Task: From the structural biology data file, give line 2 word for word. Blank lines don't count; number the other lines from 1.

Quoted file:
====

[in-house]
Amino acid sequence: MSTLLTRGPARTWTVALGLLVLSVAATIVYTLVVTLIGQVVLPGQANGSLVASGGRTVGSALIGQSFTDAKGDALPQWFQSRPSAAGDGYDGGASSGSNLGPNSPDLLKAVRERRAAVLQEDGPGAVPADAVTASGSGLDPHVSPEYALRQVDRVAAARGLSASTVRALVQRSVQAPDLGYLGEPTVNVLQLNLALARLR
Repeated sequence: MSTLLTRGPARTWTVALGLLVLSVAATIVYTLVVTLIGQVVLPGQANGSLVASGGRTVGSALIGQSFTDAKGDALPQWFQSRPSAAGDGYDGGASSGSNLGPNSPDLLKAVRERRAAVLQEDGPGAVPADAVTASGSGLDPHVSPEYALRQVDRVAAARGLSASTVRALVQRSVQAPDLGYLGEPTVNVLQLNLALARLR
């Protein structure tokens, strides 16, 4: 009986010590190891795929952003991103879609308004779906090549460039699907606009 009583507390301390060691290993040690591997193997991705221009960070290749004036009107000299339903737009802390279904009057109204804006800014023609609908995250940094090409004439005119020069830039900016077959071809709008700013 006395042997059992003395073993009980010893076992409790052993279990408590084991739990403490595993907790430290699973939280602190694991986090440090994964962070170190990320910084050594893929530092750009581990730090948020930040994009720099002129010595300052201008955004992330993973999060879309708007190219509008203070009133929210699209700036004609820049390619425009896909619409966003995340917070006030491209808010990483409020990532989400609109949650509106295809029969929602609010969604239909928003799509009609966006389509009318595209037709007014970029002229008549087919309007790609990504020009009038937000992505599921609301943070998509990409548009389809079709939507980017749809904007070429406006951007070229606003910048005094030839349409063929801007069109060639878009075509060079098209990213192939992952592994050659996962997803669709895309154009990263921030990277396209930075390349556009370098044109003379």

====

Amino acid sequence: MSTLLTRGPARTWTVALGLLVLSVAATIVYTLVVTLIGQVVLPGQANGSLVASGGRTVGSALIGQSFTDAKGDALPQWFQSRPSAAGDGYDGGASSGSNLGPNSPDLLKAVRERRAAVLQEDGPGAVPADAVTASGSGLDPHVSPEYALRQVDRVAAARGLSASTVRALVQRSVQAPDLGYLGEPTVNVLQLNLALARLR